Normal butter here is sweet not salty. If you prefer salted butter, Lurpack is a great butter made in Denmark and sold at most larger grocery chains.
Olio d’Oliva - Olive Oil
Extra vergine or extra virgin is the first cold press and the best If you can find the first cold press that is released in November (called olio nuovo) then get as much as you can. It stays good for 1 year and should be kept away from heat or light but do not store it in the refrigerator please. First cold press unfiltered should be used to drizzle on foods and bread.
Olio di oliva normal is great for cooking.
Zucchero - Sugar
Zucchero semolato is granulated. It is a courser grind than US sugar so if making sweets you may want to grind it finer (that is if you have a cuisinart type machine which is called a robot with a silent t).
Zucchero al velo is powdered sugar. Main problem here is that it is normally vaniglato which means vanilla has been added to it.
Dolcificante - Sugar Substitute
Dietor is what we use instead of Sweet & Low and Equal. Some places do have Sweet and Low but it isn't the same.
Bicarbinato di Sodio - Baking soda
Seems the same as stateside.
Lievito in Polvere - Baking Powder
Be careful here as some have vanilla added.
Sale - Salt
grosso is like kosher salt
fino is normal salt
marino is sea salt
Fagioli - Beans
ceci which are chick peas or garbanzo beans,
borlotti which are used mainly for soups (almost like kidney beans) and
cannelini beans or white beans
Verdure – Vegetables
Almost everything here is seasonal. You cannot for example always find Artichokes year round but that is okay because you only get them when they are ripe and ready to eat. Of course some places are importing items from other countries to change this but try to buy just seasonal items. You will notice the difference. Look to the mini dictionary for translations.
When purchasing veggies at supermarkets, you will need to first put on a glove (provided next to the bags) and then bag and weigh each item. When you weigh them you will have a machine and you will need to select the correct item from the screen. Then a tape will be printed with the item’s name, the weight, per kilo price and the total amount. Stick this to the bag and continue on. To see these machines and further details, please read this section at SlowTrav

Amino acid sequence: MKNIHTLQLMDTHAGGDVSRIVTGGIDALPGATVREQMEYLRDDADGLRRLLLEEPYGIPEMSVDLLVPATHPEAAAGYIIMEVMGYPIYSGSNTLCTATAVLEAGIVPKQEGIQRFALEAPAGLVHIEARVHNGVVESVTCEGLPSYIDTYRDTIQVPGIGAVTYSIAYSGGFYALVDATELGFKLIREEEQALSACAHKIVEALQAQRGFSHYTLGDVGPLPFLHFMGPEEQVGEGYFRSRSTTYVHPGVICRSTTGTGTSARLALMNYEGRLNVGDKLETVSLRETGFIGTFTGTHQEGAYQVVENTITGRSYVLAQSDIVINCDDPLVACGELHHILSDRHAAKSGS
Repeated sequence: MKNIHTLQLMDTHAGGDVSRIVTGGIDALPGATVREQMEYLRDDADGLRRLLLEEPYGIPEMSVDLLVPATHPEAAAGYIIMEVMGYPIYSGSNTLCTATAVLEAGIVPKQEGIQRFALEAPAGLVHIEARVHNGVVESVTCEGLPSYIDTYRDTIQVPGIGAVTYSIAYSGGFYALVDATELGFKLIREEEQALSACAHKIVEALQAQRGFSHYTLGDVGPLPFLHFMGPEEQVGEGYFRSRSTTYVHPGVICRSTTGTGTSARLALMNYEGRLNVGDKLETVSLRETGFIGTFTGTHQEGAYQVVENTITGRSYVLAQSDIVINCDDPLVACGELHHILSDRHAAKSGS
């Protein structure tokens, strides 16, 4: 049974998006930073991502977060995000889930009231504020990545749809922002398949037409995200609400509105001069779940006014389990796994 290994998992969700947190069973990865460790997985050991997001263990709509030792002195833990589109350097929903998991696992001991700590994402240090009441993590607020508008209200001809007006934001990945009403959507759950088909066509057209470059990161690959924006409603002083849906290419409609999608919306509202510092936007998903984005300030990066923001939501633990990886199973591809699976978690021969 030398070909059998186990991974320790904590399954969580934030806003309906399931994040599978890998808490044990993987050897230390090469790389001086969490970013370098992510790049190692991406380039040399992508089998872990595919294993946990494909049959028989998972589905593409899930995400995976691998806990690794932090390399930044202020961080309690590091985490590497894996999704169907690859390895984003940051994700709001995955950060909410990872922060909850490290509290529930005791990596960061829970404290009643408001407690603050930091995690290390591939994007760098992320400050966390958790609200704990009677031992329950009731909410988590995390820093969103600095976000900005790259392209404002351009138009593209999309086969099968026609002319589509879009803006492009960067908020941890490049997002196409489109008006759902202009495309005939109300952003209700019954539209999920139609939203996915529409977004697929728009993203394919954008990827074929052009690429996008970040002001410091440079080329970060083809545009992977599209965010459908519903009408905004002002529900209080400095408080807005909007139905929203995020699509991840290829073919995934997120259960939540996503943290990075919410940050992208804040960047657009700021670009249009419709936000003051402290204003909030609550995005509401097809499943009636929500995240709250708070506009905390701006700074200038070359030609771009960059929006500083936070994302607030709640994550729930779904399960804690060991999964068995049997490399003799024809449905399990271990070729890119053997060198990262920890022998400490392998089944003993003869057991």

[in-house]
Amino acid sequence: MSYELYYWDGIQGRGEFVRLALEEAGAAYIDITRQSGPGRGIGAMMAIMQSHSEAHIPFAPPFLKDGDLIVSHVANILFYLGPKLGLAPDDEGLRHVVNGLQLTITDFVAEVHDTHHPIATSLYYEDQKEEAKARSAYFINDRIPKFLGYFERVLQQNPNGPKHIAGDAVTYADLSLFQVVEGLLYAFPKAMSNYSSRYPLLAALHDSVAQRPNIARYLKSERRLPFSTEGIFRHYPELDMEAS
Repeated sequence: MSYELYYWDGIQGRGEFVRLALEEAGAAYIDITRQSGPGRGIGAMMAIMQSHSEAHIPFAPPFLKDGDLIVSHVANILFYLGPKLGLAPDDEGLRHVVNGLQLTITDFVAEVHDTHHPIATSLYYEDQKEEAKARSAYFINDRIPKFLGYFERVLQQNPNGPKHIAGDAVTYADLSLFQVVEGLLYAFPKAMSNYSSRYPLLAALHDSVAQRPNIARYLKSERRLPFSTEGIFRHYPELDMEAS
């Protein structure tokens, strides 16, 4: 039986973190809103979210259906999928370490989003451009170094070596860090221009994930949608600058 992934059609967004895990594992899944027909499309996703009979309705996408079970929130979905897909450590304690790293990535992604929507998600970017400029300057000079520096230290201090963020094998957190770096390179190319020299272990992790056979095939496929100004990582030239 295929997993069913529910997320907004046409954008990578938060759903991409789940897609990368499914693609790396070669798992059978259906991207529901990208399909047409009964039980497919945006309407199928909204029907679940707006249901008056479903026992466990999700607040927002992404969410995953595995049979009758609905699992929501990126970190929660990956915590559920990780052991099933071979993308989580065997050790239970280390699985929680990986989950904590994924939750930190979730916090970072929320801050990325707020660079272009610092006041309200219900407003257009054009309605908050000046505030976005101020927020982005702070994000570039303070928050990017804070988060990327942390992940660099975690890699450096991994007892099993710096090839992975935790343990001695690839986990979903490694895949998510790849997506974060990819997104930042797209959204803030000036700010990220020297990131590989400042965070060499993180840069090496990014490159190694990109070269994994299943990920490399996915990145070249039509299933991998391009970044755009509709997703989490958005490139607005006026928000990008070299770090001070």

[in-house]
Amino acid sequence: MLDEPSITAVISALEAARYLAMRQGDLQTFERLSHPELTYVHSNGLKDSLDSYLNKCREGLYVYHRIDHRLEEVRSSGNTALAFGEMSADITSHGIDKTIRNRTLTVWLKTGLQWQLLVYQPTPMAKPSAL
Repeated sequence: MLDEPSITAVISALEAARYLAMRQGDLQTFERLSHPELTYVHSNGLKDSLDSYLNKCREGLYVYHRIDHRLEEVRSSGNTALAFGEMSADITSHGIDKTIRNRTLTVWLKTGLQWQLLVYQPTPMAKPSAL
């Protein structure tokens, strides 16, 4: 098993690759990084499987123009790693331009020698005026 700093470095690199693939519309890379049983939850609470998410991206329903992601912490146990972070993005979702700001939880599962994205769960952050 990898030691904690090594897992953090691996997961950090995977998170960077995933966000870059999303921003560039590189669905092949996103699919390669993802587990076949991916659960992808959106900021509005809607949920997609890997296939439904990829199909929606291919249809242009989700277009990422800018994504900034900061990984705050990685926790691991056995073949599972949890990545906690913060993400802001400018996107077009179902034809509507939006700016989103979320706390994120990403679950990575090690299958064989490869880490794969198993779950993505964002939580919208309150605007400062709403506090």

Helpful info -
Peperoni are not the sliced sausage that you put on pizza.
They are instead bell peppers or capsicum.
Mini Grocery Dictionary
Besides the brief descriptions above, here are some other translations that you may find helpful.
Balsamo – Conditioner
Dentifricio – Toothpaste
Deodorante – Deodorant
Grassi – for oily hair
Lacca – Hair Spray
Shampoo or Sciampoo – Shampoo
Trattati –for treated hair
Rasoi – Razors
Schiuma da Barba – Shaving Cream
MEAT & POULTRY (types and cuts):
Agnello – Lamb
Ali – Wings
Anatra or Anitra – Duck
Coscia – Leg
Fegato – Liver
Manzo – Beef
Oca – Goose
Petto - Breast
Pollo – Chicken
Sovracoscia – Thigh
Tacchino – Turkey
Vitello – Calf
Vitellone – Beef
FRUITS & VEGETABLES:
Aglio – Garlic
Albicocca – Apricot
Arancia – Orange
Barbabietola – Beets
Bietola – Swiss Chard
Carciofi – Artcichokes
Carote – Carrots
Cavolfiore - Cauliflower
Cavolo – Cabbage
Cavolo di Broccoli – Broccoli
Cipolla – Onion
Clementina – Seedless Tangerine
Funghi – Mushrooms
Limone – Lemon
Mandarina – Tangerine
Mela - Apple
Melanzana – Eggplant
Peperoncini – Spicy peppers
Peperoni – Bell Peppers
Pesca – Peach
Pomi – Persimmon
Pomodori – Tomatoes
Prezzemolo – Parsley
Rucola – Arugula
Sedano – Celery
Spinaci – Spinach
Uva – Grapes
Acciughe – Anchovies
Aceto – Vinegar
Aceto Bianco – White Wine Vinegar
Amido di Mais – Corn Starch
Bicarbinato di Sodio – Baking Soda
Capperi – Capers
Farina “0” – Bread flour
Farina “00” – A/P Flour
Lievito di Birra – Yeast for Breads
Lievito in Polvere – Baking Powder
Maionese – Mayonaise
Mais – Corn
Miele – Honey
Olio di Arachidi – Peanut Oil
Olio di Mais – Corn Oil
Olio di Semi – Seed Oil
Senape – Mustard
Tonno – Tuna
Uova – Eggs
Bacche di Ginepro – Juniper Berries
Dragoncello – Tarragon
Maggiorana – Marjoram
Raffano – Horseradish
Rosmarino – Rosemary
Salvia – Sage
Timo – Thyme
Ammorbidente – Fabric Softener
Candeggina – Bleach
Carta da Cucina – Paper Towels
Carta Igenica – Toilet Paper
Guanti – Gloves
Sacchi per spazzatura – Garbage Bags
Sapone per Lavastoviglie – Dishwasher Soap
Sapone per Lavatrice – Washing Machine Soap
Sapone per Piatti – Dish Soap
Spugna – Sponge
aluminium or carta stagnolo – tin foil
pellicola – plastic wrap
pellicola per il micronde – plastic wrap for the microwave
carta da forno – parchment paper